She gets the horn on the ghostly love song and final single, Magic of Love. The musky bedroom aura is matched with her dusky pearl-clutching vocal intensity. Written by Nile himself, so basically this is all-front Sheena fronting Chic, yet the lewd velvet grain to her voice evens the score somewhat. Reminds me of the solicitousness Now That You're Gone on the Diana album.
The chugging guitar melodrama of Don't Turn Your Back is a slightly off aim facial of gushing love angst. 'You've been used, I've been better' is her adamant vocal.
2nd single Jimmy Mack (US #65) is a sincere love pain retro pop number that brightens the room with its fabrication around a bunch of 60s girl-group trademarks - well okay, it is a cover of the Martha & The Vandella's track.
The production is sensational on Can't Wait Till Tomorrow, a tight Prince-esque fusion of scattering beats, percolating basslines and an appealing throaty vocal groan.
Young Lions is a half cock-hungry midnight bedroom ballad, half half-hearted cock-hungry pseudo grunger. Sheena ought to have let rip a bit more - she had nothing to lose except her Adam's apple.
Kisses is littered with tempting sighs, and is another example of Sheena's distinct throbbing vocal style, with glamorous desperation and gaping availability.
On Money Back Guarantee, the blow-up doll chanted opening promises a lot, but it falls short of breath. With glistening synths disintigrating like rain, Rodgers' can only rodger these second-rate songs so far.
On a better note, When Lightning Strikes Twice has yet more severe crooning from Sheena, which just about hits the colon for me.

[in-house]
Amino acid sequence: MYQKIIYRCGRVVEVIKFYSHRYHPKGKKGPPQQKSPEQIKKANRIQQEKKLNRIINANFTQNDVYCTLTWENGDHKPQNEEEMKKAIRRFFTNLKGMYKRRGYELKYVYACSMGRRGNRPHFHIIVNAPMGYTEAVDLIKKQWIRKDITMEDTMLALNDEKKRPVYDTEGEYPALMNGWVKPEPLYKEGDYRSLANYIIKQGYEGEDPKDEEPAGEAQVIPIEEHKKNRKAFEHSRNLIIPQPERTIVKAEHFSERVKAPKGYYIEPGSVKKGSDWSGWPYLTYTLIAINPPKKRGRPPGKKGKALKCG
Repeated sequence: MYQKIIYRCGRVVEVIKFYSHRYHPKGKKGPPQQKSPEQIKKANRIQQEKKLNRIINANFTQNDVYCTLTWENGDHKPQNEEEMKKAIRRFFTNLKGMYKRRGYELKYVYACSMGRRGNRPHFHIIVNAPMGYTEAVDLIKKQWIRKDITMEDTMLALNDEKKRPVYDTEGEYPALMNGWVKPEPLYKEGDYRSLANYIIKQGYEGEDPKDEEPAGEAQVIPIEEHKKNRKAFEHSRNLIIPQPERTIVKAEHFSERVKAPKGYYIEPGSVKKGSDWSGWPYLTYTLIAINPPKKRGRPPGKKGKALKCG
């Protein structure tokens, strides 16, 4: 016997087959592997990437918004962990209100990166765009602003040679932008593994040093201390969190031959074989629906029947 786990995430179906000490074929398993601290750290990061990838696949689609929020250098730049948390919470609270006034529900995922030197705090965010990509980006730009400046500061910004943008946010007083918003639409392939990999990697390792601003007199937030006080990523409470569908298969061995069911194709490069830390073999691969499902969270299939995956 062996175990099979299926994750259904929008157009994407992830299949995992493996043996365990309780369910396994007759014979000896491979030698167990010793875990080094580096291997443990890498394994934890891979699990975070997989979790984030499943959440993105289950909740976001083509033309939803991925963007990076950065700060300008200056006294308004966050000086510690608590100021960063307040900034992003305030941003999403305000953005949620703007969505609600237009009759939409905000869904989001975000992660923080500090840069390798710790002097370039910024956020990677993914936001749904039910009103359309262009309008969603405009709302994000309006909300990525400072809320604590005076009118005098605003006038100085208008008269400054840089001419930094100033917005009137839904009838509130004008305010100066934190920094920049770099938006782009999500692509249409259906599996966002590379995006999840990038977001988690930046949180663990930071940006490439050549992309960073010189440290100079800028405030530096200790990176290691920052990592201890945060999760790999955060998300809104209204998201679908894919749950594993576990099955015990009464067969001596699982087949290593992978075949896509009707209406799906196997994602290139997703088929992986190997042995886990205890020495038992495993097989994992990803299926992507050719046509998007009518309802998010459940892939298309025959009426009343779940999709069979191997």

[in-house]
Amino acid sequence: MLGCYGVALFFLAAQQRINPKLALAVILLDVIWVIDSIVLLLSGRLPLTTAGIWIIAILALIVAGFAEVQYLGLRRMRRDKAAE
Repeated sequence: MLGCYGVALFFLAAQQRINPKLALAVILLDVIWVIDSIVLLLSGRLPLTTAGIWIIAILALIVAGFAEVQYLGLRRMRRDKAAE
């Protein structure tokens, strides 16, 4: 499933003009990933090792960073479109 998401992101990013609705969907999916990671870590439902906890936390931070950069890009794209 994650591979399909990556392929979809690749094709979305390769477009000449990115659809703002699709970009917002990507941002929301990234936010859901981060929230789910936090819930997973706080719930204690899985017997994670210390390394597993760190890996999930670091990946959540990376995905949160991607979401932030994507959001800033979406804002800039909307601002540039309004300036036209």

Cheek-blushing diva? Present. The softness of her orifices? Unquestionable. Chart success? Hell no. Miss Easton's strike rate is all over the joint, and that's exactly how she likes it if we take these cock-bothering dancefloor jams at face and crotch values. Both her glory and her failing is that after Sugar Walls and Strut, she plays coy when the game is already up. Easton is clearly a over-rouged romantic egotist who can't resist turning ordinary human encounters into hyperventalating bourgeois sex dramas. Unequivocally visceral, these songs suggest Sheena'd rather be putting her clothes back on and catching the 'morning train' back home than putting out. Do It For Love may well be the album's hands-down on-all-fours keeper, but that's not to say tracks like the steamy Magic of Love and heart-racing Lightning Strikes Twice won't have you bent over the table asking for more. An importantly minor and minorly important 80s dance-pop record: track for track, a classic in casual quite good-ness. The whole album might be a put-on, but Sheena defiantly drips with feminine treacle that's as cool as it is robotic. The ultimate near miss album, less songful than it should be (nothing as nasty as her pugnacious turn-on turn on U Got The Look), but oh so elegantly fused together by scintilating textures and Sheena's autditioning vocals doing all they can to nail it.